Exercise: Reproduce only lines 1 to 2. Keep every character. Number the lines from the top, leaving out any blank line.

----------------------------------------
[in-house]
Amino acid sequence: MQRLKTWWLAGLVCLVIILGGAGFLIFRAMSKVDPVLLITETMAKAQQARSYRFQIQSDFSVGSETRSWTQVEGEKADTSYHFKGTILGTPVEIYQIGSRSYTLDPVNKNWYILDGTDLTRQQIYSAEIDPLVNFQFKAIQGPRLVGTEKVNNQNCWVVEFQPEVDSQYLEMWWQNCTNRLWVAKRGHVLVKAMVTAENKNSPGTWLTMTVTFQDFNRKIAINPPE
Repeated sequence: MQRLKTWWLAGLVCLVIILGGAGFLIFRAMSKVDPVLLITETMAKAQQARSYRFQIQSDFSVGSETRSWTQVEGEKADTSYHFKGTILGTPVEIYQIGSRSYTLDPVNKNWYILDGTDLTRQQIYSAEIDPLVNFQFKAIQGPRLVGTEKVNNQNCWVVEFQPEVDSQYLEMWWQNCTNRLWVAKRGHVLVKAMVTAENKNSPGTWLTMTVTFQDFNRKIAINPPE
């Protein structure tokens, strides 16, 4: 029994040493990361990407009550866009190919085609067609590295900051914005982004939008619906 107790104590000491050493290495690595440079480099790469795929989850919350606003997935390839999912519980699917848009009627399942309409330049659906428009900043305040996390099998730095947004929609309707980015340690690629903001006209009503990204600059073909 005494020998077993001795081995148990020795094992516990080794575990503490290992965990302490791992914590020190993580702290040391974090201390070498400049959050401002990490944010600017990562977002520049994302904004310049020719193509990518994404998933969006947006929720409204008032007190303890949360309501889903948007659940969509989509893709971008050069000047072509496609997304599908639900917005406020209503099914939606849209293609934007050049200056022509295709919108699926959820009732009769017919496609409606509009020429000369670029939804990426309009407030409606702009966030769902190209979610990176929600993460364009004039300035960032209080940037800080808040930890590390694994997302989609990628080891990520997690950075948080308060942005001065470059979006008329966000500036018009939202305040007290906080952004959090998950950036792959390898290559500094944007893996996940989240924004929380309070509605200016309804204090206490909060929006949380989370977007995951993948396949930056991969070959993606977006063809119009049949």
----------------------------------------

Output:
[in-house]
Amino acid sequence: MQRLKTWWLAGLVCLVIILGGAGFLIFRAMSKVDPVLLITETMAKAQQARSYRFQIQSDFSVGSETRSWTQVEGEKADTSYHFKGTILGTPVEIYQIGSRSYTLDPVNKNWYILDGTDLTRQQIYSAEIDPLVNFQFKAIQGPRLVGTEKVNNQNCWVVEFQPEVDSQYLEMWWQNCTNRLWVAKRGHVLVKAMVTAENKNSPGTWLTMTVTFQDFNRKIAINPPE